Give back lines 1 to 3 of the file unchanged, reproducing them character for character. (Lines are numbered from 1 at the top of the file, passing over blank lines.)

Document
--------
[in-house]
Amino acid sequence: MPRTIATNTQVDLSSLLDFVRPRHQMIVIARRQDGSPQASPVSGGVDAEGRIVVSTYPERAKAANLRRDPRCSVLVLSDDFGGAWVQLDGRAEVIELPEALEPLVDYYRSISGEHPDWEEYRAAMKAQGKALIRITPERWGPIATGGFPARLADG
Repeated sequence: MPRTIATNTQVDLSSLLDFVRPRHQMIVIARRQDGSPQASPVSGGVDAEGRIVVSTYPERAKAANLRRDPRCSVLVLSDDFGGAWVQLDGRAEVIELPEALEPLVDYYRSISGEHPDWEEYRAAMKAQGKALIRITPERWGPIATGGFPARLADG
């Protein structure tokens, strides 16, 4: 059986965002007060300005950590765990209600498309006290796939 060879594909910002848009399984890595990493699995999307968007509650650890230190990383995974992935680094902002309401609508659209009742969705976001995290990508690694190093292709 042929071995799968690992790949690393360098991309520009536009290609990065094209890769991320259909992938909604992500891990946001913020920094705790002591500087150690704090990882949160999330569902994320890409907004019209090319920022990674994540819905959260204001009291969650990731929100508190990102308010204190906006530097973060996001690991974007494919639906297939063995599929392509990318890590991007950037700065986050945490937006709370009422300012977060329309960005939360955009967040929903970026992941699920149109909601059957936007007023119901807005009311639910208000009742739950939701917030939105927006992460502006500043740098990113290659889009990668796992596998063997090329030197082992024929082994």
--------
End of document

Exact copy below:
[in-house]
Amino acid sequence: MPRTIATNTQVDLSSLLDFVRPRHQMIVIARRQDGSPQASPVSGGVDAEGRIVVSTYPERAKAANLRRDPRCSVLVLSDDFGGAWVQLDGRAEVIELPEALEPLVDYYRSISGEHPDWEEYRAAMKAQGKALIRITPERWGPIATGGFPARLADG
Repeated sequence: MPRTIATNTQVDLSSLLDFVRPRHQMIVIARRQDGSPQASPVSGGVDAEGRIVVSTYPERAKAANLRRDPRCSVLVLSDDFGGAWVQLDGRAEVIELPEALEPLVDYYRSISGEHPDWEEYRAAMKAQGKALIRITPERWGPIATGGFPARLADG